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Editor & Publisher, CEO Jeff Burk
Managing Editor, COO Kay Burk
Editor at Large, Bret Kepner
Editor at Large, Emeritus Chris Martin
Bracket Racing Editor, Jok Nicholson
Motorcycle Editor, Tom McCarthy
Nostalgia Editor, Brian Losness
Contributing Writers, Jim Baker, Steven Bunker, Aaron Polburn, Matt Strong
Australian Correspondent, Jon Van Daal
European Correspondent, Ivan Sansom
Poet Laureate, Bob Fisher
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Contributing Photographers - Donna Bistran, Steven Bunker, Adam Cranmer, James Drew, Don Eckert, Steve Embling, Mike Garland, Joel Gelfand, Steve Gruenwald, Chris Haverly, Rose Hughes, Bob Johnson, Bret Kepner, "Bad" Brad Klaassen, Jon LeMoine, Eddie Maloney, Tim Marshall, Matt Mothershed, Richard Muir, Joe McHugh, Dennis Mothershed, Ivan Sansom, Paul Schmitz, Jon Van Daal
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Editor & Publisher
CEO Jeff Burk
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DIRECTOR OF OPERATIONS
Director: Casey Araiza
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ET DRAG RACING
NEWS & ANALYSIS
VOLUME XIX, NUMBER 3 - March 2017
Outlaw Drag Radial driver Justin Swanstrom at last month’s Lights Out 8 at South George Motorsports Park.
Our Tom McCarthy will be posting photos on the DRO Facebook page this weekend from the Outlaw Street Car Reunion at Memphis International Raceway.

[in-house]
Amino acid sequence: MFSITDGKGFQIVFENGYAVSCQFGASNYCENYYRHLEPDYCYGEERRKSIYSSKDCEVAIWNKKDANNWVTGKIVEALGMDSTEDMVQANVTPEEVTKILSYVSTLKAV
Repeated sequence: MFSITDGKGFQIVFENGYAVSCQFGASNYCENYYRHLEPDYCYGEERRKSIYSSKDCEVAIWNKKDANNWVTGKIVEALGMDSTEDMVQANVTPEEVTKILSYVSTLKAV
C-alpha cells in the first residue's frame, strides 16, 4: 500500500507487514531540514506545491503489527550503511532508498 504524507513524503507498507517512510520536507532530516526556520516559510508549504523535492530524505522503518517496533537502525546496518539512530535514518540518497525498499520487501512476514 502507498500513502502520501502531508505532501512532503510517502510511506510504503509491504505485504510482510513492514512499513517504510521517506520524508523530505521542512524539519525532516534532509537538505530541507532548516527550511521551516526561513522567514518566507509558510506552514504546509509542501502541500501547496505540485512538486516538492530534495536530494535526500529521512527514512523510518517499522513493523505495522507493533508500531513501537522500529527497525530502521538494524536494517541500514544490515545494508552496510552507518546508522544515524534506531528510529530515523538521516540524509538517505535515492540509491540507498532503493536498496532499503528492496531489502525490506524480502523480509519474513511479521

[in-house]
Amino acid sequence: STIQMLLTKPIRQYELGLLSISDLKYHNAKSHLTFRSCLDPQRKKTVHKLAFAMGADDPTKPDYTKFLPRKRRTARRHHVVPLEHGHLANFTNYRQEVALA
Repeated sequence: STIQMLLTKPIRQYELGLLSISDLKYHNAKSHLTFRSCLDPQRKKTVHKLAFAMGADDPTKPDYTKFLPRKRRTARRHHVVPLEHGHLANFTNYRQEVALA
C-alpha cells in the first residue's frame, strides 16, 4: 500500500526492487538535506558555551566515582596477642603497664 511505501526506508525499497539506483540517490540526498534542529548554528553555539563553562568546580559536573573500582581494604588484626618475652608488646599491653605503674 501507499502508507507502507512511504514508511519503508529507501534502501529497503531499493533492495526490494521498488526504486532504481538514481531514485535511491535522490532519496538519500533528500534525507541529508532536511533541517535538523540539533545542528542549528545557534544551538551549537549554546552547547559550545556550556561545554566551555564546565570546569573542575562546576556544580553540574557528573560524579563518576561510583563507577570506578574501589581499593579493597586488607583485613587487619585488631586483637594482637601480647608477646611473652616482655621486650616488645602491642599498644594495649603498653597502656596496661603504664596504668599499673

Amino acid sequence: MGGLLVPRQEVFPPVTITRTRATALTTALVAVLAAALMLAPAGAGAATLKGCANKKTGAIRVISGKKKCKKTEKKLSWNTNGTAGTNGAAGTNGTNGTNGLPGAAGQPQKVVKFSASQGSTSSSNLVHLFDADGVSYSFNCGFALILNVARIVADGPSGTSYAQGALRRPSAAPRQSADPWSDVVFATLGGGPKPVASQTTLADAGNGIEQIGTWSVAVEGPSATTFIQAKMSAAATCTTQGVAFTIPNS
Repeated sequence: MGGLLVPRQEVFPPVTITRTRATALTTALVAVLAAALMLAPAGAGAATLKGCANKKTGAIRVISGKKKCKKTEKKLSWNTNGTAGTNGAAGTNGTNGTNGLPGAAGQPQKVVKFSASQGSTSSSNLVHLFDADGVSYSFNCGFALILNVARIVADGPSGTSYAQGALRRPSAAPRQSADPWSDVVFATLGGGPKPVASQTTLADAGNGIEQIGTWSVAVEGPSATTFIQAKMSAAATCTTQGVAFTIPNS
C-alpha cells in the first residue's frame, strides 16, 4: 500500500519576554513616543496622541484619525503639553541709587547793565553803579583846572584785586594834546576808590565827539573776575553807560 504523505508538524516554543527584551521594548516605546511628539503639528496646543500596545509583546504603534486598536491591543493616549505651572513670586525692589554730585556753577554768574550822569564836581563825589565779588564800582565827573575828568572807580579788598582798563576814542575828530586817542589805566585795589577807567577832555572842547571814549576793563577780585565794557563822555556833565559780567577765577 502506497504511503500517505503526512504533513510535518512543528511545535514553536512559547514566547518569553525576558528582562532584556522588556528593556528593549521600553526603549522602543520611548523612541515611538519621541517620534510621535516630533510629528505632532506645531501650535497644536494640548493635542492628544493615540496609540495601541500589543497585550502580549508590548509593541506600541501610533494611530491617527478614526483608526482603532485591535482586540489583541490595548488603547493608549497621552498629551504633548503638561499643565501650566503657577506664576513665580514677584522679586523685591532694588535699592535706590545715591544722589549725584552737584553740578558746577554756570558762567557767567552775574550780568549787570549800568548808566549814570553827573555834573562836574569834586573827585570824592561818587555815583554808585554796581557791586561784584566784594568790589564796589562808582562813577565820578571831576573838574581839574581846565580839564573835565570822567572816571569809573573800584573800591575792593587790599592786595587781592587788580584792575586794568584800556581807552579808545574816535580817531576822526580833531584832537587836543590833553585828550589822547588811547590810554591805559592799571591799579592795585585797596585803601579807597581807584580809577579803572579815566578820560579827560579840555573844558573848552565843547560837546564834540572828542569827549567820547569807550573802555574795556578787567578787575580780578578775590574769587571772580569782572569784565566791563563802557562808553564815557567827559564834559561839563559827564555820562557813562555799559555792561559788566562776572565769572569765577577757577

The Outlaw Street Car Reunion IV is one of the major small-tire races in the country.
We’ll have the complete race report next week in DRO. [03/24/17]
Oh no, DRO editor Jeff Burk has been doing some more wondering... [03/24/17]
After a strong off-season of testing, Pro Stock Motorcycle champion Jerry Savoie hit Florida’s Gainesville Raceway hot with a 6.75 at 198.99 mph for number one qualifier at the 48th annual Amalie Motor Oil NHRA Gatornationals.
Savoie’s new White Alligator Racing teammate LE Tonglet was actually quicker than Savoie on Friday, checking in at third in the qualifying order aboard his Nitrofish Suzuki before finishing in sixth with a 6.81 on Saturday
Tonglet’s bike fell victim to a clutch problem that surfaced in the final round of qualifying and slowed his reaction time against Joey Gladstone on raceday.
“It’s a disappointing thing,” said WAR tuner Tim Kulungian. “It’s not what I expected to happen. With LE’s bike, we struggled this weekend to get a clutch to work, and it really threw us a curveball in the third round of qualifying. We had great results in testing, and OK results in the first two rounds. We started making some changes to the engine and the clutch did something very unexpected. When you put a lot of heat in these clutches, it changes them.
“We tried to do what we could to bring it back to life for the fourth round of qualifying and made a lot of changes to the lock-up, and then it slipped even worse.
“So, Saturday night we took the engine out of the motorcycle, the transmission—we evaluated everything that had to do with the drivetrain. Is there something broke that’s making the clutch do this? We couldn’t find anything.
“So we put a whole new clutch pack in for the first round of eliminations, which in Pro Stock Motorcycles, that’s an unknown. We made changes again to the lock-up with weights and static pressures and things that I thought were gonna be a really good starting point. We thought we’d run a decent number the first round of eliminations, and we did.